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Saturday 20 April 2019

The Other Woman by Sandie Jones

There's nothing original about this plot. It's been done before many times, in novels, in TV dramas: girl finds Mr Perfect, but mum-in-law-to-be is a possessive, evil bitch, who will go to jaw-dropping lengths to ensure her Supernova son will never belong to anyone else. It's a tried and tested format, and Jones tackles it competently in this, her debut novel. However, committed though I was, eager to find out how Emily would detach Adam from his mother's, Pammie's, vice-like grip, I found the ending was a little far-fetched and a bit of a let-down. The methods Pammie employs are totally disproportionate to the reasons for them.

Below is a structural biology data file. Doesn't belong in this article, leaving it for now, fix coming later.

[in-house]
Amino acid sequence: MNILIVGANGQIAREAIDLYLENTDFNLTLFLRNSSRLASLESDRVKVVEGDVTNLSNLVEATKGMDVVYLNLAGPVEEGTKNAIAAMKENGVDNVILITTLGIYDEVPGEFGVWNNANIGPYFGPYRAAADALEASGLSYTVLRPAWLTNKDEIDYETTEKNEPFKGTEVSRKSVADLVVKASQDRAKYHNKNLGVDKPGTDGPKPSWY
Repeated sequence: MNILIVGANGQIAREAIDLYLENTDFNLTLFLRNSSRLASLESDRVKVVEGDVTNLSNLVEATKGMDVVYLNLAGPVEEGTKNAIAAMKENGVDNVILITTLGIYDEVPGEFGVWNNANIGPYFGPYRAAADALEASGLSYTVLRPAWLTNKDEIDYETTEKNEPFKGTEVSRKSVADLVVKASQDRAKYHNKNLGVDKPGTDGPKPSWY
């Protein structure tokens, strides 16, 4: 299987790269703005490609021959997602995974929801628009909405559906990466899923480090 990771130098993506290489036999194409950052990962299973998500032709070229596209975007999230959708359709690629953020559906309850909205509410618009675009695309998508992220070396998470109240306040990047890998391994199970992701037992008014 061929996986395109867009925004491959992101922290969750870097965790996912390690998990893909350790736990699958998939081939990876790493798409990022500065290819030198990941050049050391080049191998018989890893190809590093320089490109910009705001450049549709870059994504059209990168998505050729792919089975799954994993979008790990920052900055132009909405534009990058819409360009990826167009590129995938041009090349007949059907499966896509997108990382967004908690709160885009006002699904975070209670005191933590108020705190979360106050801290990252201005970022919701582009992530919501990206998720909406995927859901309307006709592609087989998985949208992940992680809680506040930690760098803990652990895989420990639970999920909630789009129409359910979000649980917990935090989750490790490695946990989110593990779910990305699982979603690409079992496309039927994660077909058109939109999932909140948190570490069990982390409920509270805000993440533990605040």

Pammie's manipulation is very clever and strategic, making it very hard for Emily to convince others. I couldn't help thinking, though, 'Emily, you have a twenty-first-century phone, record your vitriolic conversations between you and Pammie.' That would have put the kibosh on all Pammie's plotting. But then, I guess, the story would have run out of steam.

I won't give the editor any stars, either: apostrophes to pluralise words is an editorial sin, an 'I was sat' (aarrgghh!), one too many instances of 'there's' which should have been there are, along with...'for asking Kate and I'. For I??? Naughty, naughty.

Despite all the negatives, the rather stereotypical characters and the misnomer of a 'thriller', it's quite well written, and strangely, rather addictive.


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